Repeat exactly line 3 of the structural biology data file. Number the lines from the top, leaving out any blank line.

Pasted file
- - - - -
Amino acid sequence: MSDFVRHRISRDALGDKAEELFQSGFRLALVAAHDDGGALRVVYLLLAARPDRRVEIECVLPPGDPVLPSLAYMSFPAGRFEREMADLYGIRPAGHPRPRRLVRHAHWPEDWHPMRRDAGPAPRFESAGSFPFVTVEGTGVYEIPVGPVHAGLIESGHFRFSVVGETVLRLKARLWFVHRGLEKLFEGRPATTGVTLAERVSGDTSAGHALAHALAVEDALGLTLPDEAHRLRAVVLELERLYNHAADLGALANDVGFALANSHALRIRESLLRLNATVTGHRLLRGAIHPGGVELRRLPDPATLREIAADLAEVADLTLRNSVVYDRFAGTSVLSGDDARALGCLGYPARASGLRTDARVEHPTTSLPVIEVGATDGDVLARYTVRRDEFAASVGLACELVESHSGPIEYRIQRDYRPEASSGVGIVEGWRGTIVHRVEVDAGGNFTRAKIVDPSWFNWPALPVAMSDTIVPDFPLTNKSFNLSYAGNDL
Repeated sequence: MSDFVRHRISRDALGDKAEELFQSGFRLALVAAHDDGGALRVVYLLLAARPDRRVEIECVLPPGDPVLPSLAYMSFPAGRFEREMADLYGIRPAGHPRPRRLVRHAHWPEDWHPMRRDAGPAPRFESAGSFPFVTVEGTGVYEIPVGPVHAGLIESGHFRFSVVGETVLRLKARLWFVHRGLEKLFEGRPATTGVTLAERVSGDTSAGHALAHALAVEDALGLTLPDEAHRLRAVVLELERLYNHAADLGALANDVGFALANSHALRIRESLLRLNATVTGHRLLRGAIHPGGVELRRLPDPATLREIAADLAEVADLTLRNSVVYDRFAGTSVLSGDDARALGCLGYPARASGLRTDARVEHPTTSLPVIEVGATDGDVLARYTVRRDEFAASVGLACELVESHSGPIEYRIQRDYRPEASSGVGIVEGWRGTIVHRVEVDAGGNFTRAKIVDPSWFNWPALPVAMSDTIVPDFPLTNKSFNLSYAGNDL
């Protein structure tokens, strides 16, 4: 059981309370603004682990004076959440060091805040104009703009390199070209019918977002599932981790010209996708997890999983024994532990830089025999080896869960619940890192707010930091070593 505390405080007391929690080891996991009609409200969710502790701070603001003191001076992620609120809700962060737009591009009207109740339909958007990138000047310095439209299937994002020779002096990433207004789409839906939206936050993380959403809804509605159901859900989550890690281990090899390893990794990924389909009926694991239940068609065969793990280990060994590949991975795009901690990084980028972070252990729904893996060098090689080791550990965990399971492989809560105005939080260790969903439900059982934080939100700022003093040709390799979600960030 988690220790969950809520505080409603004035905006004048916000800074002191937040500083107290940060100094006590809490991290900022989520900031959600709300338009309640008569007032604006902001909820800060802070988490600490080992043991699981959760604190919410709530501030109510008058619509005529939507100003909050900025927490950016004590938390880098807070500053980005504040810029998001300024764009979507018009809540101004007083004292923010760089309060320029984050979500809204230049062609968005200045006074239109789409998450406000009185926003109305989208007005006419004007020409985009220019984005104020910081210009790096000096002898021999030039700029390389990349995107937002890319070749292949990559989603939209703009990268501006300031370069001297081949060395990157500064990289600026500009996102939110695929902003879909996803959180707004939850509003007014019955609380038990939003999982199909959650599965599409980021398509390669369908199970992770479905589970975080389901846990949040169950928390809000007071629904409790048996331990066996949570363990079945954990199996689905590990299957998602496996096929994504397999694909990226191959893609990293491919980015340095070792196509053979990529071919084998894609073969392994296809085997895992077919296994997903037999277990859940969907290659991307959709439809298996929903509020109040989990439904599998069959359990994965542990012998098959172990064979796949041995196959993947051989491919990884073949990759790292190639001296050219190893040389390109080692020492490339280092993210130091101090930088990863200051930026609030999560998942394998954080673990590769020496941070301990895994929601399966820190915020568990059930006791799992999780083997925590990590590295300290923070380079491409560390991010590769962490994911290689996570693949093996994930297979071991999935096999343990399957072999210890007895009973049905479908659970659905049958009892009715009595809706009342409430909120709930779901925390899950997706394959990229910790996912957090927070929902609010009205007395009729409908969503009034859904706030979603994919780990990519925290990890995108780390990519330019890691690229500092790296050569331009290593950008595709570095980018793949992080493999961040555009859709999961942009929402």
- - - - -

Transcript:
């Protein structure tokens, strides 16, 4: 059981309370603004682990004076959440060091805040104009703009390199070209019918977002599932981790010209996708997890999983024994532990830089025999080896869960619940890192707010930091070593 505390405080007391929690080891996991009609409200969710502790701070603001003191001076992620609120809700962060737009591009009207109740339909958007990138000047310095439209299937994002020779002096990433207004789409839906939206936050993380959403809804509605159901859900989550890690281990090899390893990794990924389909009926694991239940068609065969793990280990060994590949991975795009901690990084980028972070252990729904893996060098090689080791550990965990399971492989809560105005939080260790969903439900059982934080939100700022003093040709390799979600960030 988690220790969950809520505080409603004035905006004048916000800074002191937040500083107290940060100094006590809490991290900022989520900031959600709300338009309640008569007032604006902001909820800060802070988490600490080992043991699981959760604190919410709530501030109510008058619509005529939507100003909050900025927490950016004590938390880098807070500053980005504040810029998001300024764009979507018009809540101004007083004292923010760089309060320029984050979500809204230049062609968005200045006074239109789409998450406000009185926003109305989208007005006419004007020409985009220019984005104020910081210009790096000096002898021999030039700029390389990349995107937002890319070749292949990559989603939209703009990268501006300031370069001297081949060395990157500064990289600026500009996102939110695929902003879909996803959180707004939850509003007014019955609380038990939003999982199909959650599965599409980021398509390669369908199970992770479905589970975080389901846990949040169950928390809000007071629904409790048996331990066996949570363990079945954990199996689905590990299957998602496996096929994504397999694909990226191959893609990293491919980015340095070792196509053979990529071919084998894609073969392994296809085997895992077919296994997903037999277990859940969907290659991307959709439809298996929903509020109040989990439904599998069959359990994965542990012998098959172990064979796949041995196959993947051989491919990884073949990759790292190639001296050219190893040389390109080692020492490339280092993210130091101090930088990863200051930026609030999560998942394998954080673990590769020496941070301990895994929601399966820190915020568990059930006791799992999780083997925590990590590295300290923070380079491409560390991010590769962490994911290689996570693949093996994930297979071991999935096999343990399957072999210890007895009973049905479908659970659905049958009892009715009595809706009342409430909120709930779901925390899950997706394959990229910790996912957090927070929902609010009205007395009729409908969503009034859904706030979603994919780990990519925290990890995108780390990519330019890691690229500092790296050569331009290593950008595709570095980018793949992080493999961040555009859709999961942009929402």